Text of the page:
J.R.: For real for real, you know Twista always just told me he can hear the growth in my music. He likes what I'm doing and stuff like that but it was more like his manager -- who I was working with at the time -- he was just more telling me like how to go about things and figure out my direction and stuff like that. As far as where I was recording at the time, you know I come from recording in the basement. So they were on my ass about quality and stuff like that then, and just making good music with good quality that people can actually bare listening to and actually wanna listen to. He [Twista] didn't really tell me a lot of things but I learned a lot from just being around him.
JL: And since I mentioned Twista, who is a Chicago legend, and you're a rising star from Chicago, it's only right we talk about the city's music scene. How do you feel about its current state?
J.R.: I feel like Chicago, we've been doing good. I think we've been doing good for the last few years. A lot of the big artists that have been popping these last few years have been from either Atlanta or Chicago. And I feel like we've been doing good at just staying in the mix; and like, beyond the 'Drill' sound, we have a variety of people of different sounds coming out of Chicago. When you think of like me, Rockie Fresh, Chance the Rapper, Vic Mensa, and you know everything that's outside of the 'Drill' movement. I feel like we got a lot to show for out here and we got a lot going on. We got a lot of good music coming out of Chicago. So with my project dropping now, I'm geeked that I get to step in and just keep playing my role and bringing more light to the city.
JL: Yeah, also you're from the North side of Chicago and most rappers from the North side are often overshadowed by those from the South side. So who are some North side artists who we should keep an eye on?
J.R.: I don't know if they consider my homie Big O, I mean he off 290, they might consider that kinda out west or whatever. But I feel like Big O is an artist that you can look out for. And I'm really like, to be honest, I can't really say too many artists that I fuck with from the North side because the way Chicago is set up -- unless you really meet someone at a venue or like get up with people -- it's not like a city where people just randomly show love or show that they fuck with you. If you're not really on top of it, you'll never see it. But I'm pretty sure there's a lot of good music coming out the North side.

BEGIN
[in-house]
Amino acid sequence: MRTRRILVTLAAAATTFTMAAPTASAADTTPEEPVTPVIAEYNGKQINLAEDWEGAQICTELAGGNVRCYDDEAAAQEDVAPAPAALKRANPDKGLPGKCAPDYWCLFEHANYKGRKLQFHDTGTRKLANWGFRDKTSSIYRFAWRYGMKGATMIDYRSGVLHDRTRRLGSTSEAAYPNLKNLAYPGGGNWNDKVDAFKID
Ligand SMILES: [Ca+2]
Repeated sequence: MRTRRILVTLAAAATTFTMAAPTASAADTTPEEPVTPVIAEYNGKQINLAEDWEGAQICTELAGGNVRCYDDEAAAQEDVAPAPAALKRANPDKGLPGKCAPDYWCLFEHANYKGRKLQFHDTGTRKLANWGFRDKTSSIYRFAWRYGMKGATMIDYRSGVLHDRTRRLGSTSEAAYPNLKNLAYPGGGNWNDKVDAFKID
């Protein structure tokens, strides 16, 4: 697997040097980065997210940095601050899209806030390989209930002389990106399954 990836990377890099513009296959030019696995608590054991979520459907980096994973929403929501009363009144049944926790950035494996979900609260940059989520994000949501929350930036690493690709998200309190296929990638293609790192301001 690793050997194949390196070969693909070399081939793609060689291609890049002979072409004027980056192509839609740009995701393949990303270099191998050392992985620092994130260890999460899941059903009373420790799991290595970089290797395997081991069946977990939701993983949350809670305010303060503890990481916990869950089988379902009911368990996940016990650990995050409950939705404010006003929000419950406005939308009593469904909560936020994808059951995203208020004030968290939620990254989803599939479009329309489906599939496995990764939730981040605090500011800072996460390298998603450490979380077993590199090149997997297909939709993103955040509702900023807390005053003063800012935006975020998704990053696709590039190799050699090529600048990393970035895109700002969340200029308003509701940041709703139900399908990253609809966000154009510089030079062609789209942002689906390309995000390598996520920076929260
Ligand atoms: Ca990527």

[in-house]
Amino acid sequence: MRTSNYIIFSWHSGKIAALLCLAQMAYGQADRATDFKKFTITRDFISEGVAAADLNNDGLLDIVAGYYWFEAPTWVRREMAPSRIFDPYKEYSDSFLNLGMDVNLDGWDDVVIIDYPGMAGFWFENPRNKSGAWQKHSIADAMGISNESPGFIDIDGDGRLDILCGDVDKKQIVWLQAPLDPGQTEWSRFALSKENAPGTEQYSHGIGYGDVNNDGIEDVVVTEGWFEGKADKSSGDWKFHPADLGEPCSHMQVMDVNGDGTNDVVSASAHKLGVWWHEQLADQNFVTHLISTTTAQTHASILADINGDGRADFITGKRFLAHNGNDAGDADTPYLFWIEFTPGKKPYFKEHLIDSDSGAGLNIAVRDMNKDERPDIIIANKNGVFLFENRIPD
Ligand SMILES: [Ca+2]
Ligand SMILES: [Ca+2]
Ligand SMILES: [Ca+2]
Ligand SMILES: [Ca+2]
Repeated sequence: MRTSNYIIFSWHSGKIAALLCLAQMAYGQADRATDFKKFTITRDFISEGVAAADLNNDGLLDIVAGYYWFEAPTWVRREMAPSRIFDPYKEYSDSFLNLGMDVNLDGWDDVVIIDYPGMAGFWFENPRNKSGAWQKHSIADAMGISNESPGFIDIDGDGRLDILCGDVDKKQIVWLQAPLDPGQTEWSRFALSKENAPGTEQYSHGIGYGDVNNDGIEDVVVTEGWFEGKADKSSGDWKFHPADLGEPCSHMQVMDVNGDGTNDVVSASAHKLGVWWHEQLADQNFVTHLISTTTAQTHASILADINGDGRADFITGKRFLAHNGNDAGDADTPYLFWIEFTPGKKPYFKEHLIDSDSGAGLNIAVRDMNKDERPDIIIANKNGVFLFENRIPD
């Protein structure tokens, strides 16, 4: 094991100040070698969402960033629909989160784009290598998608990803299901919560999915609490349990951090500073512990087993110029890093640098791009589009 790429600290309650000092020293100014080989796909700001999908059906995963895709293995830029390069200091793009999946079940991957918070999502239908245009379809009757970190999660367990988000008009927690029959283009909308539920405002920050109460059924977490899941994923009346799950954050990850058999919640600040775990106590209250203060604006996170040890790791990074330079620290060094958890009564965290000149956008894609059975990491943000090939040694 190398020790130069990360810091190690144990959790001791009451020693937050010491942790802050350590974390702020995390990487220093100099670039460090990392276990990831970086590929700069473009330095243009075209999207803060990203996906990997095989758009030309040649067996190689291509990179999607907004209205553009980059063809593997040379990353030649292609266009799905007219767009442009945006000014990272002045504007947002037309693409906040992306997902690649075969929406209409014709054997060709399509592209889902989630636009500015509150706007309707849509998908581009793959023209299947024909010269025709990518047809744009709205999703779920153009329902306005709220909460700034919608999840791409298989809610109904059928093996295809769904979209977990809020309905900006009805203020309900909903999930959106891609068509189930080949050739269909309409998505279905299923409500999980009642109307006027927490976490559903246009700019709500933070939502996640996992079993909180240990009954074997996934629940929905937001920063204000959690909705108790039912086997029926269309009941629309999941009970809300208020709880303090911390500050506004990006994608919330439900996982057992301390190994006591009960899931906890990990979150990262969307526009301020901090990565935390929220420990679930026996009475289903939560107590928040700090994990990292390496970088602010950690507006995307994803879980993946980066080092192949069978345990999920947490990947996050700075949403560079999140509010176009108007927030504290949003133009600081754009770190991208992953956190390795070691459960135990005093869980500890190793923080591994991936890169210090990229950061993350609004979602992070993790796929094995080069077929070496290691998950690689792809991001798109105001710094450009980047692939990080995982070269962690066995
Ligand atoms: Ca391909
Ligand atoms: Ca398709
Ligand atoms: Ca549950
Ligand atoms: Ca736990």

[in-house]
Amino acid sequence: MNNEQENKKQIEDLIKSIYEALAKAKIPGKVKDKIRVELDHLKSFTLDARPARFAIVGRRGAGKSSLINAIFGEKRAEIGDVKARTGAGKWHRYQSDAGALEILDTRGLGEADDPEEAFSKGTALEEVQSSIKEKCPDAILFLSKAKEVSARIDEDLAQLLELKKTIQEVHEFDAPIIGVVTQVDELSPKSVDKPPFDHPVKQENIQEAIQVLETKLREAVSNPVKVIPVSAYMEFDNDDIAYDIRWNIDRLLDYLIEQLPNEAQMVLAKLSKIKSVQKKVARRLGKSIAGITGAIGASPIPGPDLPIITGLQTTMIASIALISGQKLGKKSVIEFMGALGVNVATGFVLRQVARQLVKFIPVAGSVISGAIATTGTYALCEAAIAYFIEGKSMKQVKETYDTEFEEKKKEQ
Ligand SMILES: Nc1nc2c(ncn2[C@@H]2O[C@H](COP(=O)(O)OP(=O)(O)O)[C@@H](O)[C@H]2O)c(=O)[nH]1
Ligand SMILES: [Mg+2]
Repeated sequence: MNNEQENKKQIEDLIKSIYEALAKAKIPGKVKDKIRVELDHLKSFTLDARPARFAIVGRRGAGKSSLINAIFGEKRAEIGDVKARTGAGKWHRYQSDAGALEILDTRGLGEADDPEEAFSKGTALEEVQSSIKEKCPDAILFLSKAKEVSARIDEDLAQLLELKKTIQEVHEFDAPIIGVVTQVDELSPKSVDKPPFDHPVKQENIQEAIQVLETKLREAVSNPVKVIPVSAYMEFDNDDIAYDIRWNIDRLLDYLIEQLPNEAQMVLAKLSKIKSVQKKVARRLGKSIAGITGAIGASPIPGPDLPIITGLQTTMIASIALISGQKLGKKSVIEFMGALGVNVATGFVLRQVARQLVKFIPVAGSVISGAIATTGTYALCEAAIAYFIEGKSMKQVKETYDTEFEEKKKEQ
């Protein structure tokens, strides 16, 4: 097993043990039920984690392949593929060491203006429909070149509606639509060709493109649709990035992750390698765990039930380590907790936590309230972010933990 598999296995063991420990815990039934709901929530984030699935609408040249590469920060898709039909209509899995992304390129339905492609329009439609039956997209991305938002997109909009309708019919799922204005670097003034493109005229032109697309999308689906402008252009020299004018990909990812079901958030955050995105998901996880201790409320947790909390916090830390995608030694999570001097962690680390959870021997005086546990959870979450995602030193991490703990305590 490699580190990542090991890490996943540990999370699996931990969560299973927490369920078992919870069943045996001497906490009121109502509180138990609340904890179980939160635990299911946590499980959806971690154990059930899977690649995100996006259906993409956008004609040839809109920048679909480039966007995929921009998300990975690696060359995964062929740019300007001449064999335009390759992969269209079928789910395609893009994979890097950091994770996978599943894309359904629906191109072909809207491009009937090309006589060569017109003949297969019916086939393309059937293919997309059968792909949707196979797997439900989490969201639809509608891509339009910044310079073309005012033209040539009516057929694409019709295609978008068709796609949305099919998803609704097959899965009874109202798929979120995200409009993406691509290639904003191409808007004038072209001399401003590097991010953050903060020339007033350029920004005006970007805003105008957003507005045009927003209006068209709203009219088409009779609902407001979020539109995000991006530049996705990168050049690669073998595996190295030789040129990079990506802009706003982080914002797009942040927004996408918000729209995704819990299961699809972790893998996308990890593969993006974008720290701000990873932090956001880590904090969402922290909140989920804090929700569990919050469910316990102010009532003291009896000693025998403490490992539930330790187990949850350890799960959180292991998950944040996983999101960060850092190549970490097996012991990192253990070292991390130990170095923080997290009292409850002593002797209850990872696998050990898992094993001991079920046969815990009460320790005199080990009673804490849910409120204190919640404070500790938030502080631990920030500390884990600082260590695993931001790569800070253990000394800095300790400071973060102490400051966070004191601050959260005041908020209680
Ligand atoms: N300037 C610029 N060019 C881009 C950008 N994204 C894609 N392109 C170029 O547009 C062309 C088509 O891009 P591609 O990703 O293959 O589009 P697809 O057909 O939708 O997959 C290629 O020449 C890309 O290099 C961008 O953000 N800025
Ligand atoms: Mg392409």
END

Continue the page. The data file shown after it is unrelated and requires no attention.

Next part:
But I feel like we're, as far as what we listen to, you might catch -- and this all throughout the city, people listen to all kind of music. But I just feel like on the Northwest side or the North side in general, we'll be the first to listen to like alternative rock or just give some different shit a try.
JL: So it's like a whole different culture compared to the South side, is that what you're saying?
J.R.: Somewhat, yeah. It's a whole 'nother sound for real. 'Cause the South side, I'mma keep it trill, it's more turnt, it's way more hood in the sense, that's what's going on out there, that's what they get most of the recognition on -- like the grimy shit. So they don't feel like it's nothing but back there and the people coming from there, they ain't go no choice but to tell their story and that's how they are -- they're more aggressive with the shit. Even some people say I am. But yeah it is kind of different, like you said with the cultures I guess.
JL: Now that FM&F is out, what's your next move?
J.R.: I wanna keep fuckin' up the Internet and I wanna work on putting a tour together. I got a couple situations I'm tryna get out the way and then I wanna work on a tour. With Wiz [Khalifa] being a big tour and -- not even Wiz, just the whole Taylor Gang -- I usually stay on the road, so I wanna make something happen with my own tour. Probably tour with another artist from Chicago or something.
JL: I'm surprised there hasn't been a Taylor Gang compilation mixtape, like how MMG has Self Made. I'm surprised that hasn't come out yet. Is that in the works?
J.R.: Oh definitely! I think we gonna have the hardest compilation album out...it's definitely in the works and we got some crazy shit we've been putting together and I think next year you'll probably hear more about it.